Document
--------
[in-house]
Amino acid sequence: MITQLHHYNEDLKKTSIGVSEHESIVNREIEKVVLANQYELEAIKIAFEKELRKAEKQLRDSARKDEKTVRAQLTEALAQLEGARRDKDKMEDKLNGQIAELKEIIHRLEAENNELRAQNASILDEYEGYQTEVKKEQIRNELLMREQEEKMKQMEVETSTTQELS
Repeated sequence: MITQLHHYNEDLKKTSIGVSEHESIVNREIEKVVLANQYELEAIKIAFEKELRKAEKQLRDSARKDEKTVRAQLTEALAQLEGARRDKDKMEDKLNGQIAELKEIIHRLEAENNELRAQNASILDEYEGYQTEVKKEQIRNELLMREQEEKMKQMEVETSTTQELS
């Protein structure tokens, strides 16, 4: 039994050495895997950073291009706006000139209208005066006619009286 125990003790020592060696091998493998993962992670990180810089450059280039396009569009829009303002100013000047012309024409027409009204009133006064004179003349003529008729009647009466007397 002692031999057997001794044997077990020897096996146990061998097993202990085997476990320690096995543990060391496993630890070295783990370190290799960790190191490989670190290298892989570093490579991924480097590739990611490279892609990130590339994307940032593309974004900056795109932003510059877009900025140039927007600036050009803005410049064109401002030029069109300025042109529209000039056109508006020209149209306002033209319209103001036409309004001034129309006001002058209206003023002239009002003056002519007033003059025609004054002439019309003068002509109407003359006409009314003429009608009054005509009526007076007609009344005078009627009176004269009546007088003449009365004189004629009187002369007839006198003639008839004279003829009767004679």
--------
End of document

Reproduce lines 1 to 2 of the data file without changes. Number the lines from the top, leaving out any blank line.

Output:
[in-house]
Amino acid sequence: MITQLHHYNEDLKKTSIGVSEHESIVNREIEKVVLANQYELEAIKIAFEKELRKAEKQLRDSARKDEKTVRAQLTEALAQLEGARRDKDKMEDKLNGQIAELKEIIHRLEAENNELRAQNASILDEYEGYQTEVKKEQIRNELLMREQEEKMKQMEVETSTTQELS